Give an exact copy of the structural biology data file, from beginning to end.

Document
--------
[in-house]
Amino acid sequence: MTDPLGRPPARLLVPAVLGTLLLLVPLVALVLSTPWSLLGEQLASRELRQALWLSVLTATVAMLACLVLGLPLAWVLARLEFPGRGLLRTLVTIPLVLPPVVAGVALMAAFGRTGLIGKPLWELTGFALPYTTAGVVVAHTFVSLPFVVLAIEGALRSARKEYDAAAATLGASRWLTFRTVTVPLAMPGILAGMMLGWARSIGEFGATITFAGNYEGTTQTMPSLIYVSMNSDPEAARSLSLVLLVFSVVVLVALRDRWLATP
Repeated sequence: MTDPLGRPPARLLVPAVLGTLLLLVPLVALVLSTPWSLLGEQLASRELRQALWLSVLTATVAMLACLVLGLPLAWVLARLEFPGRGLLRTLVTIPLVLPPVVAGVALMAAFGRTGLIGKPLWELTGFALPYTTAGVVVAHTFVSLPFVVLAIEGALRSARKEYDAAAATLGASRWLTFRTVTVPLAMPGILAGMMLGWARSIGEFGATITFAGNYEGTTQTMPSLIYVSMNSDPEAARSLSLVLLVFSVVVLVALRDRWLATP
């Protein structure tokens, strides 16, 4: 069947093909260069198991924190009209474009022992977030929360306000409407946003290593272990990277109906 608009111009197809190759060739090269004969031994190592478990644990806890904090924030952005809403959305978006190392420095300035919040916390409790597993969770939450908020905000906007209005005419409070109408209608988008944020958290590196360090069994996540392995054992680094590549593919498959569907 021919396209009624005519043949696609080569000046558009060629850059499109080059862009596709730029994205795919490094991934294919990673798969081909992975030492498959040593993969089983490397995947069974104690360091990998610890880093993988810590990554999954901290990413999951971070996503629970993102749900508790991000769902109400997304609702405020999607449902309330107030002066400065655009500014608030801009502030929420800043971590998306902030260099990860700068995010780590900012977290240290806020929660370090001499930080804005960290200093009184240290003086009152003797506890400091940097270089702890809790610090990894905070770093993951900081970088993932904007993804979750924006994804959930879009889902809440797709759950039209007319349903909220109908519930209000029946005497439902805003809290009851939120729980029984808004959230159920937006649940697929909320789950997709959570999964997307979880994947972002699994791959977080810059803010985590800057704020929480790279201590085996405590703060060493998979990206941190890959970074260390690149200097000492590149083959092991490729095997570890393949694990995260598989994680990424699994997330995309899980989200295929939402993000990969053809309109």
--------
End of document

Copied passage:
[in-house]
Amino acid sequence: MTDPLGRPPARLLVPAVLGTLLLLVPLVALVLSTPWSLLGEQLASRELRQALWLSVLTATVAMLACLVLGLPLAWVLARLEFPGRGLLRTLVTIPLVLPPVVAGVALMAAFGRTGLIGKPLWELTGFALPYTTAGVVVAHTFVSLPFVVLAIEGALRSARKEYDAAAATLGASRWLTFRTVTVPLAMPGILAGMMLGWARSIGEFGATITFAGNYEGTTQTMPSLIYVSMNSDPEAARSLSLVLLVFSVVVLVALRDRWLATP
Repeated sequence: MTDPLGRPPARLLVPAVLGTLLLLVPLVALVLSTPWSLLGEQLASRELRQALWLSVLTATVAMLACLVLGLPLAWVLARLEFPGRGLLRTLVTIPLVLPPVVAGVALMAAFGRTGLIGKPLWELTGFALPYTTAGVVVAHTFVSLPFVVLAIEGALRSARKEYDAAAATLGASRWLTFRTVTVPLAMPGILAGMMLGWARSIGEFGATITFAGNYEGTTQTMPSLIYVSMNSDPEAARSLSLVLLVFSVVVLVALRDRWLATP
């Protein structure tokens, strides 16, 4: 069947093909260069198991924190009209474009022992977030929360306000409407946003290593272990990277109906 608009111009197809190759060739090269004969031994190592478990644990806890904090924030952005809403959305978006190392420095300035919040916390409790597993969770939450908020905000906007209005005419409070109408209608988008944020958290590196360090069994996540392995054992680094590549593919498959569907 021919396209009624005519043949696609080569000046558009060629850059499109080059862009596709730029994205795919490094991934294919990673798969081909992975030492498959040593993969089983490397995947069974104690360091990998610890880093993988810590990554999954901290990413999951971070996503629970993102749900508790991000769902109400997304609702405020999607449902309330107030002066400065655009500014608030801009502030929420800043971590998306902030260099990860700068995010780590900012977290240290806020929660370090001499930080804005960290200093009184240290003086009152003797506890400091940097270089702890809790610090990894905070770093993951900081970088993932904007993804979750924006994804959930879009889902809440797709759950039209007319349903909220109908519930209000029946005497439902805003809290009851939120729980029984808004959230159920937006649940697929909320789950997709959570999964997307979880994947972002699994791959977080810059803010985590800057704020929480790279201590085996405590703060060493998979990206941190890959970074260390690149200097000492590149083959092991490729095997570890393949694990995260598989994680990424699994997330995309899980989200295929939402993000990969053809309109």